Dorset Hotel

Love, Persuasion and Lashings of Ginger Beer: A Literary Guide to Discovering Dorset

From Austen to Wodehouse, Blyton to Hardy, Dorset’s stunning countryside has

inspired some of Britain’s most prominent literary names with its scenic, almost

ineffable landscapes igniting the imagination which has affected these authors

in various ways. Take a stroll with us (in no particular order) as we lead you through

a literature lover’s guide to discovering these authors’ works and all the pleasures

Dorset has.


Jane Austen


Jane Austen inspired by Dorset's landscape


Persuasion:  This historic title takes place around the Lyme Regis area which

many call “Pearl of Dorset” but more commonly known as Jurassic Coast which

is also a world heritage site and the title itself is Austen’s final novel which was

published shortly after her death in 1817. Austen visited Lyme Regis in 1803 and

1804, having stayed for weeks throughout that time which were later the setting

for the book. The popularity of this title led to an overflow of fans to the town in

which many of the events take place. Why not immerse yourself in the footsteps

of Austen and take a walk on the Cobb, have a weekend trip or drive along the Coast

where you can still find pre-historic fossils along the way to experience what she did

which left such a lasting impression that it was captured so eloquently within her

final novel.


Thomas Hardy 


Thomas Hardy inspired by Dorset's landscape


Tess of the D’Urbervilles:  Initially this appeared as a censored and serialised version

which was published by the British illustrated newspaper (The Graphic) in 1891;

and later in book form which spanned three volumes. For many, this novel

represented Hardy’s literary/fictional masterpiece which challenged the sexual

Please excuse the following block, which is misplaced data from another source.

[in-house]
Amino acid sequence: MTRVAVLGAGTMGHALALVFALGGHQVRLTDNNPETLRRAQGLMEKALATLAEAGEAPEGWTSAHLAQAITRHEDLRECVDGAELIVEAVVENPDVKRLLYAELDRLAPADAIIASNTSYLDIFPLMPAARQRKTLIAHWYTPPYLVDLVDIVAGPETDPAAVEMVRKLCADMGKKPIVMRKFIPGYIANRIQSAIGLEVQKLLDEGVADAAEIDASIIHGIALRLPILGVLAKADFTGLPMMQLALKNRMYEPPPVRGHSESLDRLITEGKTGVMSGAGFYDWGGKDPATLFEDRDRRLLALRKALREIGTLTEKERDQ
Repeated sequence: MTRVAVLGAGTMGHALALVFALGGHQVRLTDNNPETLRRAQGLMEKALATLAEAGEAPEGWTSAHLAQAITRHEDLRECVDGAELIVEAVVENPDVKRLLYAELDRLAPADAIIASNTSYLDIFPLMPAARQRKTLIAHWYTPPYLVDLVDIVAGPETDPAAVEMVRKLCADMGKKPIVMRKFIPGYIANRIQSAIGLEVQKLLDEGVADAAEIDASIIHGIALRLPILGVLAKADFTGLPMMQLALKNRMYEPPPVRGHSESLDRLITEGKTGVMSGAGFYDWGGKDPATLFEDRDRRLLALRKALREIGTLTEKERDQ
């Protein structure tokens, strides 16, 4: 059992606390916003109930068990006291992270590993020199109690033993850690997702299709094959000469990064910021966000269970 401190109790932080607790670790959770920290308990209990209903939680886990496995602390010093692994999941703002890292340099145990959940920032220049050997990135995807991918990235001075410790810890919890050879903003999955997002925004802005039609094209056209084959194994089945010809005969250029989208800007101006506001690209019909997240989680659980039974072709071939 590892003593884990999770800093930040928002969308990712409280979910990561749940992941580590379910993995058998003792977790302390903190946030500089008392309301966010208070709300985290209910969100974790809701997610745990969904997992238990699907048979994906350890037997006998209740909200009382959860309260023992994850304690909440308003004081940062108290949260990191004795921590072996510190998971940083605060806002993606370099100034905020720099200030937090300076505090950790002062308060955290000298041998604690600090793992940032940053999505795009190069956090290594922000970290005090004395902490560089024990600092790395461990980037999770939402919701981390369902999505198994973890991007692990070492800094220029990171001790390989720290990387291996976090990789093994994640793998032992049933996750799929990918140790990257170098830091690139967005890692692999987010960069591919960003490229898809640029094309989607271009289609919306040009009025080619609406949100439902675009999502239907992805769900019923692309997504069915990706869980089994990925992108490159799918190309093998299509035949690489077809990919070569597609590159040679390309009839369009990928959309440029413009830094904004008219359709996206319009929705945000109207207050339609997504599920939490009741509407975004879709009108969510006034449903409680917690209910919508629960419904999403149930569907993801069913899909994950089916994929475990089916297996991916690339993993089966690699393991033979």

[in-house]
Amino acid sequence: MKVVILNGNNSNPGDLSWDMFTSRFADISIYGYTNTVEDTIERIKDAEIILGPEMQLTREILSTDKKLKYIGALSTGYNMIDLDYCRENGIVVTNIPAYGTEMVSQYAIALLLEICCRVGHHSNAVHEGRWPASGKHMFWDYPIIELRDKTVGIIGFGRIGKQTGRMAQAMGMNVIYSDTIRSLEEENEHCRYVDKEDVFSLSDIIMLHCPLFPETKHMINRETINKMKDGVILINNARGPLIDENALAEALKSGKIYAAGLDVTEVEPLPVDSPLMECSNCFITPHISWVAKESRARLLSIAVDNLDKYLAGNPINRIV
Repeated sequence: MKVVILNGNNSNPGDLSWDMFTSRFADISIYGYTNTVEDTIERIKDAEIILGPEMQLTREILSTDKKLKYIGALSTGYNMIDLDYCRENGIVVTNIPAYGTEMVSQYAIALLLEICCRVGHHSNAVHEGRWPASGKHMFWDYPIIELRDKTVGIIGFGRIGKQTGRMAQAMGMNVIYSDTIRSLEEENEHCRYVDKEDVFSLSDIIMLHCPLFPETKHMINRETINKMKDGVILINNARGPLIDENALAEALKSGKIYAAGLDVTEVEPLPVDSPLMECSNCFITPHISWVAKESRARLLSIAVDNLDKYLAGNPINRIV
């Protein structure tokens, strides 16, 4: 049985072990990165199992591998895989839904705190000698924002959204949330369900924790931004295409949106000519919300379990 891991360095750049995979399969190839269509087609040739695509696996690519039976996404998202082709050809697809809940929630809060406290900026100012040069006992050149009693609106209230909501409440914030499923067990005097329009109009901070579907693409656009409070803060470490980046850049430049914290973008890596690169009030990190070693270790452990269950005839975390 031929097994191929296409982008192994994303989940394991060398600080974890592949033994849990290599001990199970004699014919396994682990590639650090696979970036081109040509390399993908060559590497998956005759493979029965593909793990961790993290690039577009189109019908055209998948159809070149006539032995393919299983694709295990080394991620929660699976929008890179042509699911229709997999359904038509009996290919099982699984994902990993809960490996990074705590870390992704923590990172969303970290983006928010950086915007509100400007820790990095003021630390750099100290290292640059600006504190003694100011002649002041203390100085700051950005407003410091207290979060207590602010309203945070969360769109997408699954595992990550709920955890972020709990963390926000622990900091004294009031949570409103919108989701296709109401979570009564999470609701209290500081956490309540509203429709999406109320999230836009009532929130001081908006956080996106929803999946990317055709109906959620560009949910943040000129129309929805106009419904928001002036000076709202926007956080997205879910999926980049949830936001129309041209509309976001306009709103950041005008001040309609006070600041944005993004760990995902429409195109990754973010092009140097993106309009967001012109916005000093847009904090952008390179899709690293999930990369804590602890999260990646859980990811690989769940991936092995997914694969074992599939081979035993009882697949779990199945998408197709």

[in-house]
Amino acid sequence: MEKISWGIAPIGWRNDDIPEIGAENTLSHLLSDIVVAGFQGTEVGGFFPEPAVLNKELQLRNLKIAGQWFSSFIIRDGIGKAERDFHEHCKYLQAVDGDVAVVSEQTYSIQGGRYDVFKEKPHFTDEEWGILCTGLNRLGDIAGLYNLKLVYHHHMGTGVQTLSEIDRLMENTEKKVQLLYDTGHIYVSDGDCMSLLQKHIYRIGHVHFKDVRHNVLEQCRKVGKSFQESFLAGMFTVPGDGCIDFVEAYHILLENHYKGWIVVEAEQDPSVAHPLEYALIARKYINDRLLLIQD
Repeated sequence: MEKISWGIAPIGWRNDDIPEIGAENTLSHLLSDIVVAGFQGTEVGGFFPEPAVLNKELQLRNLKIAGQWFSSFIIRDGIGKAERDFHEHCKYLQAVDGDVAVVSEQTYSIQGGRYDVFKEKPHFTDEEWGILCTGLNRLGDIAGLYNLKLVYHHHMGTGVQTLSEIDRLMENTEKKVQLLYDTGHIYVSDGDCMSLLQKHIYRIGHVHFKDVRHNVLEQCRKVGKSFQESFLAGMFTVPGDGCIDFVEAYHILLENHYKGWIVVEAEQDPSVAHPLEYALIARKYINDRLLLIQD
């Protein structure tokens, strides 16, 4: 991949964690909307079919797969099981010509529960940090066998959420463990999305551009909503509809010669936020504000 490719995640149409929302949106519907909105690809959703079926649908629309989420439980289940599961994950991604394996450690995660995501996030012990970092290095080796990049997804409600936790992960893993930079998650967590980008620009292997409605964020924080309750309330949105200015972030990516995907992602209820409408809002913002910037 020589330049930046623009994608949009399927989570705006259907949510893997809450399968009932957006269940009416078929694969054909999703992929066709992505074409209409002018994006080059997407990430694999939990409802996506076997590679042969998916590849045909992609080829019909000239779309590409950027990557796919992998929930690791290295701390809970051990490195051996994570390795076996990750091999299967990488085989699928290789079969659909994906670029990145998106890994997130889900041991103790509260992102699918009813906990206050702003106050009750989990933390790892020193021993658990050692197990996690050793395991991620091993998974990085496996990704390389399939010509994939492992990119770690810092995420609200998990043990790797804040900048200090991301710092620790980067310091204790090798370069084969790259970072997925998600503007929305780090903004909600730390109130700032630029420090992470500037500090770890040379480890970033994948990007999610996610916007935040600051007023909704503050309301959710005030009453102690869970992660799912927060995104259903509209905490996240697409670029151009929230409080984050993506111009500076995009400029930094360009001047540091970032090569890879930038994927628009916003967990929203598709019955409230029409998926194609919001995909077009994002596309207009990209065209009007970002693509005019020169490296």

morals of the Victorian era. All of Hardy’s novels are inspired by the South and

South West areas of England which he named Wessex, after the medieval

Anglo-Saxon kingdom that existed in this area of England prior to the unification

of Athelstan. The Vale of Blackmore, is also the main setting for Tess  and is a

short stones’ throw away from Stonehenge. Tess herself is seen as a representation

of nature and her affiliation with animals throughout the novel which impressed

and fascinated the reader of the “idea” or representation of the South and how

it inspired the events that took place. Like many before and after Hardy, the

beauty of the South is ideally conveyed and reinforces the plots of the novels. offers self catering accommodation in the heart of

Dorset and features as Flintcomb Ash in Tess of the D’urbervilles.


Enid Blyton


Enid Blyton inspired by Dorset's landscape


Famous Five:  “The Famous Five” is a series of children’s novels written by author

Enid Blyton who went by the name of Mary Pollock within some of her published

works. The novels feature the adventures of a group of young children and their

dog and typically find themselves stumbling upon an adventure which usually

involves criminals and treasure. Oftentimes, these excursions they find themselves

in are close to Georgina/George’s family home which is based in Dorset. Regardless

of the book, many times the settings themselves take place in rural areas which

were directly inspired by the area of Dorset. Though there was only originally going

to be six/eight within the series, the popularity and sales of the books grew

tremendously to the point that in the end, twenty-one “Famous Five” novels were

written as well as several television and film adaptations based on the novels. Enid

Blyton is considered to be one of the world’s best selling authors since the 1930s

having sold in excess of 600 million copies. This series of books itself will capture

the imagination in what it was like as a child to discover idealistic, remote locations

such as these which made reading these books engaging, leaving the reader to

reminisce on the days we all had a group of friends with a dog having your own

adventures. For those wishing to really re-live the days of childhood, why not follow

in the footsteps of the famous five by visiting the iconic locations written within the

book such as Kirrin Castle, Corfe Castle, idealistic seaside town of Swanage, then

onto Brownsea Island, in Poole harbour which is accessible by ferry and then end

the day with an excursion onto Bournemouth located five miles from Poole harbour.


PG Wodehouse


PG Wodehouse inspired by Dorset's landscape


Love among the chickens:  Is a novel by Wodehouse and was first published in June

of 1906 and is the only novel to feature the recurring character of Stanley

Featherstonehaugh Ukridge who otherwise is confined to short stories. The plot

focuses on Jeremy Garnet who decides to leave London for a time to focus on his

next book, but is interrupted by the arrival of his friend Ukridge accompanied by

his wife Millie who then explains a business proposal involving producing hens’

eggs on a farm in Dorset and invite Garnet by enticing him of the idea of golf and